- Ten businesses and nonprofits in Ithaca, New York, will be fully electrified in the coming months as part of the city’s goal to achieve decarbonization by 2030. The project represents $1.9 million in clean energy investments, the city reported.
- City decarbonization partner BlocPower will implement electrification projects, weatherization upgrades and heat pump retrofits in the commercial structures, the Ithaca Department of Planning and Development’s sustainability office announced last week. These include two retail stores, a municipal building, office spaces, a roastery and an architectural warehouse.
- Federal and state incentives are subsidizing nearly $1.4 million of the clean energy investments, saving building owners about $1 million, or around two-thirds of the costs they would otherwise incur on installations and upgrades, the release said.
The energy upgrades will avoid the annual emissions of an estimated 680 metric tons of greenhouse gases, the release said, pointing to estimates from the U.S. Environmental Protection Agency based on currently available data.
The electrification initiative is part of the Ithaca Green New Deal, which the Ithaca Common Council unanimously adopted in 2019. The measure aims for the use of 100% renewable power across government operations by 2025 and complete decarbonization by 2030.
The city contracted BlocPower in June 2022 to manage efforts to decarbonize its entire building stock through electrification. In 2023, the city’s focus shifted to helping non-residential buildings take advantage of an incentive provided by New York State Electric & Gas as part of its NYC Clean Heat Rebate Program. That incentive, which has since expired, targeted commercial properties to install heat pumps in gas-constrained areas, per the Feb. 2 news release.
Ethan Bodnaruk, Ithaca program manager at BlocPower, said the installations being done in the 10 buildings are air-source heat pumps because geothermal heat pumps can be more expensive. “A lot of our work was driven by the local utility heat pump incentive, colloquially called the ‘gas kicker,” Bodnaruk said in an interview. The company connected with many operators of participating buildings via the 2030 Districts Network, which seeks to bring property owners and building managers together with local governments and businesses, he said.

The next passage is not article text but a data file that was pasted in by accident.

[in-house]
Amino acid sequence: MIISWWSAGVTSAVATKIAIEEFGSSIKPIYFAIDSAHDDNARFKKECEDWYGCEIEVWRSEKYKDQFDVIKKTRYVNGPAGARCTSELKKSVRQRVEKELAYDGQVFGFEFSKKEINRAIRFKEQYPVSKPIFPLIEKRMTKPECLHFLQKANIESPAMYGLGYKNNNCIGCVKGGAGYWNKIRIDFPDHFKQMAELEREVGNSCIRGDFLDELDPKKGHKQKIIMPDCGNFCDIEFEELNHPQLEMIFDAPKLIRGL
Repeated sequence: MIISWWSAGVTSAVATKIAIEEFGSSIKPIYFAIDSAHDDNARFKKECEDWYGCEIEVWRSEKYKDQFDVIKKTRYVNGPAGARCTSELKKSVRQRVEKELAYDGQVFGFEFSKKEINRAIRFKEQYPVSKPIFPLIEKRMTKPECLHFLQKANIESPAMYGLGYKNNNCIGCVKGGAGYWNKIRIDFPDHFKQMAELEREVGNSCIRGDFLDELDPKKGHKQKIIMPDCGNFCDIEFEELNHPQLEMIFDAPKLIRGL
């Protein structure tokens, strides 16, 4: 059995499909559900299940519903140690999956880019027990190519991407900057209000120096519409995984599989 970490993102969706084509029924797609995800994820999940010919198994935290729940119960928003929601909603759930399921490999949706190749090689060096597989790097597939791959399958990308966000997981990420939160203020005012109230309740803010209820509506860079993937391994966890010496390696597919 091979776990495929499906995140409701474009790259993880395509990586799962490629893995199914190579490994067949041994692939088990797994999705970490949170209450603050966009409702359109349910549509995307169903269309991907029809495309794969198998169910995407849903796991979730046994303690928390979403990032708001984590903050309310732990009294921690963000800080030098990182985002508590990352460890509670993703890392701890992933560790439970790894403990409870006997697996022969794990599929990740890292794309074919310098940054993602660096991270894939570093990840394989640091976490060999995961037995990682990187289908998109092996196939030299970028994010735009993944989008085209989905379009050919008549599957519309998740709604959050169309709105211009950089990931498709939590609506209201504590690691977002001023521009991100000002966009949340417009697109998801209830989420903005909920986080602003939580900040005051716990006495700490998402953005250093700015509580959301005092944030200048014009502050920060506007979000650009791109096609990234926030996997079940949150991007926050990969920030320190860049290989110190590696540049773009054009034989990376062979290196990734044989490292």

The heat pump incentive “was specifically designed to bridge the gap between a heat pump system and a fossil fuel replacement system … for businesses that would otherwise struggle to afford a heat pump system and possibly look at having to invest in new fossil fuel infrastructure,” Bodnaruk said. For the Aeroplane Factory business campus, which is one of the participants, “whole-building electrification costs would be $200,000 or less because that’s the ceiling for the heat pump incentive.”
Upgrades at another participant, the Historic Ithaca cultural center, were completed last week with the removal and decommissioning of the building’s existing gas furnaces. A transformer upgrade in an adjacent neighborhood held up the project for a few months, Bodnaruk said.
Bodnaruk noted that the city’s leadership has changed recently. “We’re looking forward to working with our city staff, partners and the city government to go after state and federal funding that can help accelerate [electrification] efforts. Larger support and continued improvements in federal and state policy will make a difference.”
This week the City Council discussed how the city will measure and monitor the impact of these electrification projects on greenhouse gas emissions reductions, Rebecca Evans, director of sustainability at the city of Ithaca, told Facilities Dive. “We’re in the process of doing an updated greenhouse gas inventory,” Evans said. “We had some disagreement with previous staff members about how to calculate [these emissions], which led to double counting in previous years. [That] will not happen, going forward,” Evans added.
Correction: A previous version of this story misspelled the last name of the Ithaca program manager at BlocPower. He is Ethan Bodnaruk.